But what about you, reader? Let us know your choices in the comments. 

Subnautica - Hugh

Crushing Bugs

Since launch, we have been prototyping potential Subnautica expansions, working on Xbox One launch, and working on tidying up some of the more glaring bugs in the Steam 1.0 release.

Today we released an update that includes a bunch of that tidying up. Here's the list of changes:

  • Main menu button texts update correctly when switching languages
  • In-game menu button text colors fixed
  • F8 panel fully translated
  • Cyclops flooding leak indicators now clearly outside of the hull
  • Controller navigation and selection boxes fixed
  • Builder menu usable with swapped mouse buttons
  • Lifepod fabricator lighting fixed
  • Cyclops hatch door collider fixed
  • Disallow poster placement where wall lockers are disallowed
  • Non-localized text removed from color customization terminal
  • Physics bugs with ion cubes and precursor keys fixed
  • End-game achievements now trigger
  • Lost river creatures now immune to brine
  • Player mask now correctly lit
  • Can not despawn Aurora by building a base next to it anymore
  • Seamoth hatch animation fixed
  • Changing quality settings in game reminds player to restart the game
  • Time capsule UI simplyfied
  • Pathfinder tool recipe adjusted
  • Entering exosuit while sprinting fixed
  • Fixed saved game rocket not being ready for launch
  • Reduced hitching when rebuilding a base
  • Fixed moonpool ladders not working properly when cinematics have been skipped
  • Time capsule fixes for various platforms
  • Added option to turn off subtitles.
  • Updated TimeCapsuleTitleFormat
  • Fixed base interiors looking incorrect when viewed from inside a vehicle or another base
  • Fixed Cyclops interior not looking correct when viewed from a vehicle
  • Fixed low LOD of certain base windows
  • Re-caching of entire world (to help with hitching a little)
  • Options menu screen resolution fix
  • Fixed localization of deconstruction errors
  • Added TimeCapsuleTitleFormat to English.json
  • Translator credits update
  • Translation updates


Historical Factoid

In the early days of Subnautica development, updates did not have names. They had numbers, like Update 8. We eventually switched to names, like Seamoth Update, because they were punchier.

Under the hood the named updates continued to have numbers. Update 84 reverts to the old school: A Subnautica Update with no name.

- Hugh (UWE)

This post was edited to include additional changes pushed in a small update released just after Update 84. Together the two updates constitute Update 84.

I lost the keys to my apartment mailbox the other week. I wasn’t really concerned at first. It’s 2018, how often do I need physical mail? But as the days went on without the key turning up, my worries mounted. 

I’d switched health insurance plans just last month and was waiting for a letter from my new provider. If I couldn’t find the key, I couldn’t get the letter. If I couldn’t get the letter, I’d have to have an awkward conversation with my landlord about making a duplicate. How much would that cost? Would it happen before I missed the deadline to reply to my provider? How expensive, or how frustrating, would that screw-up be?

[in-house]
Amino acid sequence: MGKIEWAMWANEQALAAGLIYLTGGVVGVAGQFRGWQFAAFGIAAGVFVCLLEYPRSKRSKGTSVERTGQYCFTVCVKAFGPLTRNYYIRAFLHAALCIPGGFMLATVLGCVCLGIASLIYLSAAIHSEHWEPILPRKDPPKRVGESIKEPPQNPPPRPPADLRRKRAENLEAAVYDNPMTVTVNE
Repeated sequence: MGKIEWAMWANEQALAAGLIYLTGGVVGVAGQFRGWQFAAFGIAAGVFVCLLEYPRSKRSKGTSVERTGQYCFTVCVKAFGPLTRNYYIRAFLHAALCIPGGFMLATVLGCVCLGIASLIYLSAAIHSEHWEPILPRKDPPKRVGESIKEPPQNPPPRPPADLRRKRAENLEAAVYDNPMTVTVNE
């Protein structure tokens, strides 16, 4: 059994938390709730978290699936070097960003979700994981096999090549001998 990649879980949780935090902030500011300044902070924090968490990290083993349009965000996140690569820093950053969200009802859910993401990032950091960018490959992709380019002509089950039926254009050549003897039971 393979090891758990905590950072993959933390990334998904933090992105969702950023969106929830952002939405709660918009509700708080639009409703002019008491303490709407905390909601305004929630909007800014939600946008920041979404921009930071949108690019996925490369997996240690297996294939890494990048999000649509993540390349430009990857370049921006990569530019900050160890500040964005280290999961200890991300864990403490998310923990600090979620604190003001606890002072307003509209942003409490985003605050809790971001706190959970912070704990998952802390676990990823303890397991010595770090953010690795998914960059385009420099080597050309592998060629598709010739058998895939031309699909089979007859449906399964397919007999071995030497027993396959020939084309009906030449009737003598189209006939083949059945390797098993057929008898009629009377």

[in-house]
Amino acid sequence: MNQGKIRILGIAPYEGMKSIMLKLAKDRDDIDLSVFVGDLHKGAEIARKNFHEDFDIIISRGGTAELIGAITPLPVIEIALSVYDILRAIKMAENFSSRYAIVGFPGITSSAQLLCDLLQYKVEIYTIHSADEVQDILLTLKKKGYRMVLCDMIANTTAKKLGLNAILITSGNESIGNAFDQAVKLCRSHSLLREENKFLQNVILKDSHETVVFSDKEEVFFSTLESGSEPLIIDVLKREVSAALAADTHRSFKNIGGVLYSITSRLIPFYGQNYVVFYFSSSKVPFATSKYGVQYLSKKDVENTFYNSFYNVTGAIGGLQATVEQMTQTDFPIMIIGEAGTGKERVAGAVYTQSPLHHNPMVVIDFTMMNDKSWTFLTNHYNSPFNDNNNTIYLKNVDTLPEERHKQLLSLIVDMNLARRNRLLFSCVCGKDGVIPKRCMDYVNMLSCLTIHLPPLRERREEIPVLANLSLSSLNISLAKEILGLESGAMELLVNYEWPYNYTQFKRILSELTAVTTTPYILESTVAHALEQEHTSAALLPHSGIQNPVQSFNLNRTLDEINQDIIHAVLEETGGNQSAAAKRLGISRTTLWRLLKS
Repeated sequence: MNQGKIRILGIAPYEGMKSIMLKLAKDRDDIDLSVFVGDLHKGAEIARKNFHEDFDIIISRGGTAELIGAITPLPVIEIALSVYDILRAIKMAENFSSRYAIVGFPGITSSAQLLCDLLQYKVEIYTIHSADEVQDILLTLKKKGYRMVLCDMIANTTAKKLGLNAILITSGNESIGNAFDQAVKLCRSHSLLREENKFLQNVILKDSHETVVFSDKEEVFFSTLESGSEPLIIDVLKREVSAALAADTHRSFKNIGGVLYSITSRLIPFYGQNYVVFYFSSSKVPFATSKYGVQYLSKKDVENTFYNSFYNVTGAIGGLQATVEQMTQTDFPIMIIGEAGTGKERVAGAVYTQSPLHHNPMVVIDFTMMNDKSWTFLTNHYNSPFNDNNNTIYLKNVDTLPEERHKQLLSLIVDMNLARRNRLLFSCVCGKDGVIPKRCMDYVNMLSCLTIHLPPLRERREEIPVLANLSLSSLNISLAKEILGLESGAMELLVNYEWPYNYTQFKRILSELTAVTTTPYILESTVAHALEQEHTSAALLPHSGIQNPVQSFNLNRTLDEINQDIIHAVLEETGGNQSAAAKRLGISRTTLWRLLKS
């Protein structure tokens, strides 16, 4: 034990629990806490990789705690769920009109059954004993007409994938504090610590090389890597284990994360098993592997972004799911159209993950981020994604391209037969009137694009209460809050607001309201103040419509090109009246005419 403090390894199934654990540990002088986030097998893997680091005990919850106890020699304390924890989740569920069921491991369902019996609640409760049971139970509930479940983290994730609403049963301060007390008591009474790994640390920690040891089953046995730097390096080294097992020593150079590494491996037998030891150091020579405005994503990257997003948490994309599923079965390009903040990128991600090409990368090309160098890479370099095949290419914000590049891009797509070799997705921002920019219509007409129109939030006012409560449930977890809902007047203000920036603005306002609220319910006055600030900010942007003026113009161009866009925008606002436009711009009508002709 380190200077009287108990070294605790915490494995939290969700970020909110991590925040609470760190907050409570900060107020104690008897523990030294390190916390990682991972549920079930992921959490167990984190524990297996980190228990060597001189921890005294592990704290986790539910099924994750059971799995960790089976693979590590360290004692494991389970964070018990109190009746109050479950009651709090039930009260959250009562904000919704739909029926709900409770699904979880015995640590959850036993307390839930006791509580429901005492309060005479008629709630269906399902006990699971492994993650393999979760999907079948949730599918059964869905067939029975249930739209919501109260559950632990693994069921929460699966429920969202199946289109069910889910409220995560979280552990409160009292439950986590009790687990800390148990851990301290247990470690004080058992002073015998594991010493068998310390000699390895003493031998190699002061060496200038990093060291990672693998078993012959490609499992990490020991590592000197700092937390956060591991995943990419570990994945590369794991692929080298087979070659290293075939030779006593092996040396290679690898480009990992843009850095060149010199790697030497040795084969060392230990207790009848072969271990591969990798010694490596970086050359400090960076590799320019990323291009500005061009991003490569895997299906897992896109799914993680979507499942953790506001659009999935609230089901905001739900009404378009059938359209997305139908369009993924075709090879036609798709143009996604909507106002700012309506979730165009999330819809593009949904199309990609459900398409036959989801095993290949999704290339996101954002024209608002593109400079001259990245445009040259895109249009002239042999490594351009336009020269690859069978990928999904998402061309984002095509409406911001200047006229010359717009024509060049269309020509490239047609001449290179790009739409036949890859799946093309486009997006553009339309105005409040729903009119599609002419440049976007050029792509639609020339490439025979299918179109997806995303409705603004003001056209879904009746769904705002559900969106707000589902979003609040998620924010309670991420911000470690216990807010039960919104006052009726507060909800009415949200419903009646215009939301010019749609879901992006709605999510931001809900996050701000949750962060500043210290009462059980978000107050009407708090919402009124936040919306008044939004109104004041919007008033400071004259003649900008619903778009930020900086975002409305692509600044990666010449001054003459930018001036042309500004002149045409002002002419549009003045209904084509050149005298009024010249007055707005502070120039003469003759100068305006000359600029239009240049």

Little problems cascade into big ones. Life doesn’t pause for you to rectify them. It’s how people get their cars towed, miss work, and then can’t make the money to pay to get the vehicle back. Or how someone causes a state-wide apocalyptic panic with a mis-click. 

Survival games like Don’t Starve and DayZ fuel and feed on similar cascades of drama. Hunger and thirst meters stand in for worries about rent or your health insurance bill. They push you to brave zombie- and monster-infested wastes for supplies. Then those foes push you towards other necessities, like bullets, health packs, or upgrades.

Subnautica, my new personal favorite survival game, shares some of those fantastical problems. There are sea monsters lurking beneath the waves of Planet 4556B (the ocean world where the game takes place), but they keep to their territory if I keep to mine. I’m free to tend to my undersea garden—to collect my in-game nutrition from an ever-replenishing aquarium and do the daily chore of making sure my habitat, submarines, and ore-drilling mech suit are powered up in case I need them. 

By the time I was halfway to my destination I was starving. My titanium transport was mostly out of juice.

It’s an agrarian dream, a damp Stardew Valley. The low-stress subsistence of Subnautica is the fantasy of life in a less complicated world, free from any needs or wants but my own. The world is alien enough to let me dissociate from reality, but the escapism is rooted in a real-world desire for things to be simple.

I could spend hundreds of hours like this, as some players I know have done, or as others do with Animal Crossing or Harvest Moon. But Subnautica is different. It has a plot with a beginning, middle, and end, unlike many survival games. And for better or worse, I’m the kind of person who has to see a game’s #content all the way through.